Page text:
FTC On Mobile Privacy; Twitter Hack Attack

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FTC Privacy: There’s An App For That

As Jon Leibowitz prepares to step down as the Federal Trade Commission Chairman at the end of the month, he’s leaving a parting shot directed toward the companies who run smartphones’ operating systems and mobile app developers: insert a “Do Not Track” function and other consumer privacy safeguards into your products. Read the release. According to the FTC staff report on mobile app privacy issues, 57 percent of all app users have either uninstalled an app over concerns about having to share their personal information, or declined to install an app in the first place for similar reasons. “These best practices will help to safeguard consumer privacy and build trust in the mobile marketplace, ensuring that the market can continue to thrive,” Leibowitz says.

Twitter Hack Attack

Just as Twitter continues to try to find solid footing for building its ad business, the microblog became the latest high-profile media hacking victim last week. According to a Twitter blog post late on Friday, attackers may have had access to limited user information – usernames, email addresses, session tokens and encrypted/salted versions of passwords – for approximately 250,000 users. Read it. “This attack was not the work of amateurs, and we do not believe it was an isolated incident,” the NYT’s Nicole Perlroth quotes Bob Lord, Twitter’s director of information security, as saying. Read more.

Audi’s Choice

When it comes to online media, you can do a lot with $4 million, notes Mashable’s Lauren Indvik. For example, a big time auto maker like Audi “could have used to take over the front page of Yahoo for a week, to generate 100 million impressions on Hulu or to purchase any number of other high-profile digital ad placements.” But instead, it went with a Super Bowl ad and Indvik wanted to know why. Loren Angelo, GM of Marketing for Audi, tells her, “We’ve achieved record levels of awareness and showroom traffic with national consideration numbers showing significant spikes post game.” Besides, its “Prom” spot racked up more than 4.2 million views since its Jan. 24 debut on YouTube — for free. Read more.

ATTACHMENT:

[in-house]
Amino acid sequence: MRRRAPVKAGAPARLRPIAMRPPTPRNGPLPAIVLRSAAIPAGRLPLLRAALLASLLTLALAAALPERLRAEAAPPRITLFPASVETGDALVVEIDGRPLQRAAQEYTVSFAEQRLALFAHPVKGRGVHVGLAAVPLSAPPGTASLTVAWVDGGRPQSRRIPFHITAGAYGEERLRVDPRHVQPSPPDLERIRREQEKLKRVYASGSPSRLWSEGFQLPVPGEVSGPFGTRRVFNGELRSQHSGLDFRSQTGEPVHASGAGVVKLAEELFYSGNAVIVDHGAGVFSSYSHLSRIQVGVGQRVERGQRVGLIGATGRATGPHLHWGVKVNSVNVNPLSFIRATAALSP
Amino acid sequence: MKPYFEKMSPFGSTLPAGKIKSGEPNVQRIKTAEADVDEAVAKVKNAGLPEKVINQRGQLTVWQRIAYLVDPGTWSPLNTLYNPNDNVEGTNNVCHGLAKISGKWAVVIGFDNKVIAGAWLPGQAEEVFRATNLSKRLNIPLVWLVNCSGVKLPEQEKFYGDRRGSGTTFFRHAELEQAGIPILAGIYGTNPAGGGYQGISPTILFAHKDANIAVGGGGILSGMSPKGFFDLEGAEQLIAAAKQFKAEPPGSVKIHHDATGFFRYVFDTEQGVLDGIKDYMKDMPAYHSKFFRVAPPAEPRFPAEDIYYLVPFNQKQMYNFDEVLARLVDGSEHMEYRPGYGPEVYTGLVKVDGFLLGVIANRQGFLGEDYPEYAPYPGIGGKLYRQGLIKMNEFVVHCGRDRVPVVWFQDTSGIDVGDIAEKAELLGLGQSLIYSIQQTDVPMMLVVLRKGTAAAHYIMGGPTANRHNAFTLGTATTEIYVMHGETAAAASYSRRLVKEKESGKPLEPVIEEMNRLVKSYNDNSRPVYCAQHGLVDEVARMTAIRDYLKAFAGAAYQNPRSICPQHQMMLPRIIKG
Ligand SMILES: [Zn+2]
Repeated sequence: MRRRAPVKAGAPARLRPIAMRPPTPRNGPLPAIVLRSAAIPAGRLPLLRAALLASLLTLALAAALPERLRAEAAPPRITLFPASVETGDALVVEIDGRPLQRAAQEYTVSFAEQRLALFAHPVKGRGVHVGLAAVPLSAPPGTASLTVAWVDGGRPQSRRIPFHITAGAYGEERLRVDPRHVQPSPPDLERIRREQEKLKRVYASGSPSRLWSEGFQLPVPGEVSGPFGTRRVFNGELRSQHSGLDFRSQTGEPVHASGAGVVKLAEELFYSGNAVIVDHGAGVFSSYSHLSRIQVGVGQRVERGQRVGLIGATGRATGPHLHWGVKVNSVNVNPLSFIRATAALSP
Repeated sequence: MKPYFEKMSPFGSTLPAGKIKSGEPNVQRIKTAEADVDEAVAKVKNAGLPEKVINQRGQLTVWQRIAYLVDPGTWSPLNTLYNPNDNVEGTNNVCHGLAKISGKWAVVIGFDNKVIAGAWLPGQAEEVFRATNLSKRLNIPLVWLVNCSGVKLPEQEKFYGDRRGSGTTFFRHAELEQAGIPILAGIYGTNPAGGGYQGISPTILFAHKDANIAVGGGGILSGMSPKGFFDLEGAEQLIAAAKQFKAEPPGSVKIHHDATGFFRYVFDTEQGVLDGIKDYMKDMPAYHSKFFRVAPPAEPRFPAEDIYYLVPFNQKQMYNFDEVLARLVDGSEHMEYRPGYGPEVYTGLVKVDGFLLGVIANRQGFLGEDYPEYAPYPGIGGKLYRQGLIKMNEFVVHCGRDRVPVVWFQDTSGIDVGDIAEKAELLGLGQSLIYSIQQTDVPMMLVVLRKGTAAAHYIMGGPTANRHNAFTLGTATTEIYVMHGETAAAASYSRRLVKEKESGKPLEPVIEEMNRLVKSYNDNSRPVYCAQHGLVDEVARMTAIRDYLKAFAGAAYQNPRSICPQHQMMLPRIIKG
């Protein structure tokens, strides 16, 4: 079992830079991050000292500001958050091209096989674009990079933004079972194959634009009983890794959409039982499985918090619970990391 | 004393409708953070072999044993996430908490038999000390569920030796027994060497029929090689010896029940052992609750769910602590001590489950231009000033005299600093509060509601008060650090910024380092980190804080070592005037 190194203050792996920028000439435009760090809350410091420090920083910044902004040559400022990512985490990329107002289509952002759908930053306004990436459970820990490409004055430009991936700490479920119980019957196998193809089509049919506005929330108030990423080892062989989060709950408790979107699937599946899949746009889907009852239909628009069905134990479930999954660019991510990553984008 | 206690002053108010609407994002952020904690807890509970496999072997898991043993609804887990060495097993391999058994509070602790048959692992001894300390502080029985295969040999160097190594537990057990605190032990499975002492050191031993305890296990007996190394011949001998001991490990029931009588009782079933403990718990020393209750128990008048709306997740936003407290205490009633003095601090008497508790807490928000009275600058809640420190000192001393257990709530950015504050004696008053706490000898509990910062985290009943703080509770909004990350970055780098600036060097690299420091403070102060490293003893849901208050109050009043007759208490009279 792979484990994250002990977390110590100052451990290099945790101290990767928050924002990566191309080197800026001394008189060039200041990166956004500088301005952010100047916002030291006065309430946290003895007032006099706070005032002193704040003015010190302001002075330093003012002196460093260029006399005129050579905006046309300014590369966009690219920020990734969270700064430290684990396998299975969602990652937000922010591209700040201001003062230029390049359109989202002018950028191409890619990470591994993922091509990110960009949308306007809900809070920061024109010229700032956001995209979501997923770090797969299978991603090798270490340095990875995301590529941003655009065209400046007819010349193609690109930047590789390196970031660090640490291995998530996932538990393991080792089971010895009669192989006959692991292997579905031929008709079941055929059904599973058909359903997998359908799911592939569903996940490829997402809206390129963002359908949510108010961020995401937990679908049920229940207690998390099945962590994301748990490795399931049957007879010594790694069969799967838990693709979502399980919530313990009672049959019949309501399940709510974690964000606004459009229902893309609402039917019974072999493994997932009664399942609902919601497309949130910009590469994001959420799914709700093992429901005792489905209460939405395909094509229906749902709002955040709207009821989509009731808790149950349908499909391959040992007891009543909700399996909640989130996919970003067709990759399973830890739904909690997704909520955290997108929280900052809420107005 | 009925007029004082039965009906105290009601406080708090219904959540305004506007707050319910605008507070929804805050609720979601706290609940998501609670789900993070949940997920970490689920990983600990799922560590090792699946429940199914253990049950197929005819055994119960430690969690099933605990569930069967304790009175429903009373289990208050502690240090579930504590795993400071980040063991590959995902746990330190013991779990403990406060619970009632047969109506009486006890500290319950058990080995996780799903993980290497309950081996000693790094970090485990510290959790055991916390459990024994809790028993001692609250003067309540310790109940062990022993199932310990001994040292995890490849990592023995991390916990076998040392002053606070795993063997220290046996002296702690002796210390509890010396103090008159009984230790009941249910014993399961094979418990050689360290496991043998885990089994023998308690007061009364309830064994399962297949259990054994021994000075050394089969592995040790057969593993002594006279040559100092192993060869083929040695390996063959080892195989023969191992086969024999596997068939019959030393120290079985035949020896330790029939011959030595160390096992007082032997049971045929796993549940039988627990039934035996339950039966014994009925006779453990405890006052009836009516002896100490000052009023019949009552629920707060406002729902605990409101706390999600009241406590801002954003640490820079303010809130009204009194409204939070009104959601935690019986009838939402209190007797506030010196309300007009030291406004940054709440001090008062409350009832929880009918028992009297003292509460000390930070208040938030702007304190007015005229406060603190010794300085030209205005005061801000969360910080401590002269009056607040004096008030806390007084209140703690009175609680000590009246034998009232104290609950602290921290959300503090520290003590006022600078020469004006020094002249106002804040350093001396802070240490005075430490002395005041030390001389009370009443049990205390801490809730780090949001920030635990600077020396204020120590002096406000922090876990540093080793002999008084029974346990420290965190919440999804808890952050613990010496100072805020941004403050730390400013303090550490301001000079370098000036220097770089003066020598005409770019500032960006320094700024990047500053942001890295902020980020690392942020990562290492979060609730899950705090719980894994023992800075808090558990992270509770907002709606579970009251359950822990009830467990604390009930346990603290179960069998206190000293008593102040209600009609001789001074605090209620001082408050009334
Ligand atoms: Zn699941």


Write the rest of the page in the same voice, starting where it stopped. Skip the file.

More Agency Streamlining

Interpublic Group has merged the media operations at Draftfcb into Mediabrands, which is increasingly the center of gravity for IPG’s media activities. The move follows a decision by rival holding company Havas to consolidate its Media Contacts and MPG agency brands into a new media unit called Havas Media. IPG CEO Michael Roth said in a memo the move “will allow the insights and expertise that IPG Mediabrands and Draftfcb bring to clients to be combined into an even more integrated set of offerings and capabilities.” Are big ad buyers laying the groundwork for automation? AdAge, Mediapost.

Digesting Facebook

The filing of Facebook’s year-end, 10K financial filing late last week has yielded new findings according to analysts. Pivotal’s Brian Wieser notes: “Facebook has been successfully diversifying the company’s base of developers away from Zynga, improving the value of the Platform to all of its constituents. For example, we estimate that non-Zynga payments remitted to developers tripled year-over-year in 2012, from around $300mm to $1bn. As well, the number of users who purchased virtual goods nearly doubled year-over-year.” Read the 10K on the SEC’s site. Another part of the 10K is Facebook’s focus on the importance of “last click”. From the filing: “We use an advanced click prediction system that weighs many real-time updated features using automated learning techniques. Our technology incorporates the estimated click-through rate with both the marketer’s bid and a user relevancy signal to select the optimal ads to show.” Do views matter on Facebook? Or is the upper-funnel and building brand awareness about clicks on Facebook? More 10k highlights from Inside Facebook.

A Flurry Of “Crashlytics”

As mobile app makers juggle 30 to 40 ad networks and marketing channels, the likelihood of users experience “crashing” of their apps is also growing. In a bid to help app developers better understand which ones perform the best, mobile analytics provider Flurry is rolling out a tool designed to address that problem. “The company’s crash analytics lets developers get automatic alerts on new errors and common crashes,” writes Techcrunch’s Kim-Mai Cutler. “They can then diagnose where these errors are originating from with full stack traces including symbolication.” Read the rest.

Google’s French Newspaper Detente

Google will pay $82 million to settle a dispute with French newspaper and magazine publishers over whether the search giant should pay them to link to their stories, the WSJ’s Sam Schechner and Inti Landauro reported. The settlement money will be deposited into a dedicated fund aimed at helping French news media navigate the transition to the internet, as print ad budgets dry up. In return, Google gets the links. “We made history in a very good way for the citizens of France,” Google CEO Eric Schmidt said. Read more.

Ad Safety Swirl

On AdMonsters, Shawna Stine from the ad operations group at “premium” publisher ESPN provides an anecdote that seems to show the client side is concerned about the brand safety of her site’s inventory by requiring an ad blocking tag. Ad ops guru Ben Kneen chimes in, “Ad blocking tags are really a silly proposition for a direct-to-publisher buy on a branded publisher in my opinion. What is the buyer really worried about? It’s not as though ESPN is going to start dropping racial epithets, write diatribes against a specific brand, or host pornographic images.” Read more.


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